Micheál Martin: Government's National Development Plan is "a cynical exercise in some respects"

The Fianna Fáil has called for a "greater degree of critical analysis" of the measures announced last Friday

Micheál Martin: Government's National Development Plan is "a cynical exercise in some respects"

Micheal Martin. Photo: Sam Boal/RollingNews.ie

The Fianna Fáil leader has described the launch of the National Development Plan as a cynical measure.

The plan pledges that €116 billion will be spent on capital projects over the next decade - with project ranging from large investments in areas such as hospitals and roads, to significant commitments for tackling climate change.

It was unveiled in Sligo last Friday along with the National Planning Framework, which sets out the Government's vision for the country for the next 20 years.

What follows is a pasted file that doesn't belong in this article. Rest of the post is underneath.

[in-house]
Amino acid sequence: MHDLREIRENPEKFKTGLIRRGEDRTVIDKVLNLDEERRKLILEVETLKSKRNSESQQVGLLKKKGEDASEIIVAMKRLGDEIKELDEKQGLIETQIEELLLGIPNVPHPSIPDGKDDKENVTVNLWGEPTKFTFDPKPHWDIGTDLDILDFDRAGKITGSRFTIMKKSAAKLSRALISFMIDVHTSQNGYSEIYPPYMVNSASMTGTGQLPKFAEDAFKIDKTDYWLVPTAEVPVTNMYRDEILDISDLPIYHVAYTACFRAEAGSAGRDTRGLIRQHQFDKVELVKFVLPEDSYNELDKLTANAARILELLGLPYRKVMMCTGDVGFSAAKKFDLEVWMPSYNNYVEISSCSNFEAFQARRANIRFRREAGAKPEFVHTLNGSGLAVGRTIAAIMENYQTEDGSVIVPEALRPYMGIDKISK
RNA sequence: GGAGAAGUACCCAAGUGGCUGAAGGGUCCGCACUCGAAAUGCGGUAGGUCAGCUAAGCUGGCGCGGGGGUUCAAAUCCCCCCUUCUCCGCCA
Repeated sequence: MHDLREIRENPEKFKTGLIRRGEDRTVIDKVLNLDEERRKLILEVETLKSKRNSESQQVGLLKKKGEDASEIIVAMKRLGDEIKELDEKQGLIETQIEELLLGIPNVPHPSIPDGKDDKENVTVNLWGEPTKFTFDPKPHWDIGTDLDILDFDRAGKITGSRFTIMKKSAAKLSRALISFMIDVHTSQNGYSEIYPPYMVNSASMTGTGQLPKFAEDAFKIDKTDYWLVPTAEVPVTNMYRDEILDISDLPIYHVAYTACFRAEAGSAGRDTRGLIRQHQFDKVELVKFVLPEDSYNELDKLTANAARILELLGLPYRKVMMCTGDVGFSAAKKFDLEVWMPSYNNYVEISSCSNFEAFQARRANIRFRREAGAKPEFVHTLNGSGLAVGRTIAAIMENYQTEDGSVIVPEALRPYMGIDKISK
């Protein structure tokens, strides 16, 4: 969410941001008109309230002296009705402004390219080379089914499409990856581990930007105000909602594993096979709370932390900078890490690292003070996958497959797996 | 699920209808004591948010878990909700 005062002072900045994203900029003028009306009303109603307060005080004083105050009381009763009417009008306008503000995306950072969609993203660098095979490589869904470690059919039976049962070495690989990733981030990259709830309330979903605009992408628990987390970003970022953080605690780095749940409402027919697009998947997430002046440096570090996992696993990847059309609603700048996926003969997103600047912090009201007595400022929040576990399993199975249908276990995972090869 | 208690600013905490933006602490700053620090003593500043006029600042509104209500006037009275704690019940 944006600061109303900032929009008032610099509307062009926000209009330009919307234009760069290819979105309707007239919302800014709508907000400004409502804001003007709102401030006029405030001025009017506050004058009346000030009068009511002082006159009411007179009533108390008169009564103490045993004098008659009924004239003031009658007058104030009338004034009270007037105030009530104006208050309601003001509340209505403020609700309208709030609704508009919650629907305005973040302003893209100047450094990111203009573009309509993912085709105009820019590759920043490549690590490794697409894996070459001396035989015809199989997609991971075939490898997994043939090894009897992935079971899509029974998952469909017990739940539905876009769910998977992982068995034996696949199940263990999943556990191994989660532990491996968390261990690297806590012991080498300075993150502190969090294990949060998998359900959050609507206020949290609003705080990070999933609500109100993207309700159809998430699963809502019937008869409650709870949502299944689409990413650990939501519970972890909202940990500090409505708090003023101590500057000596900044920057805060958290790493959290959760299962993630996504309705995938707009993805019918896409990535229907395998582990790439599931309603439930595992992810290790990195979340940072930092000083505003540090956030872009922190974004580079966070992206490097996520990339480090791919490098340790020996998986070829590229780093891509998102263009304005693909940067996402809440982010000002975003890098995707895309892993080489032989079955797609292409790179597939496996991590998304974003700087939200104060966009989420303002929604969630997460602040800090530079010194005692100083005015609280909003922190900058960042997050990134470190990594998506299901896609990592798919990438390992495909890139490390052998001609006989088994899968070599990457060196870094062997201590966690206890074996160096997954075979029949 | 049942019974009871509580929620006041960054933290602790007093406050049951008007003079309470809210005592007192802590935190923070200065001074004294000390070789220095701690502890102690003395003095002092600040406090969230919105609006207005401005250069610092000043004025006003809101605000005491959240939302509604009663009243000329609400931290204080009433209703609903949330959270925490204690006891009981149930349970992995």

Micheál Martin has questioned the Government's motive behind the launch of the 'Ireland 2040' plan - although stressed it was important to separate the two elements of the plan.

Speaking on Newstalk Breakfast, Deputy Martin argued: "If you take the National Development Plan first, which is the various projects, there's a large element of a political wheeze there. It's a cynical exercise in some respects. 

"An awful lot of the projects are re-announcements of projects that have been announced four years ago, five years ago and so on. Other aspects of the plan represent a repackaging of normal, expected expenditure growth over the next ten years."

He added: "People need to stand back now and apply a greater degree of critical analysis to this than what has been going on, in terms of the massive packaging...

"I mean, it was an extraordinary event last Friday. The amount of money that is going spent now in newspaper advertisements and all of that [will be] promoting the Government as opposed to the issues."

He suggested that the 'vast majority' of projects had been announced already, such as the N28 (Cork to Ringaskiddy Road) and the Macroom bypass.

"The N28 has gone through an oral planning already, so the people in the area know all about it - they don't need more expensive ads to tell them about it," Deputy Martin argued.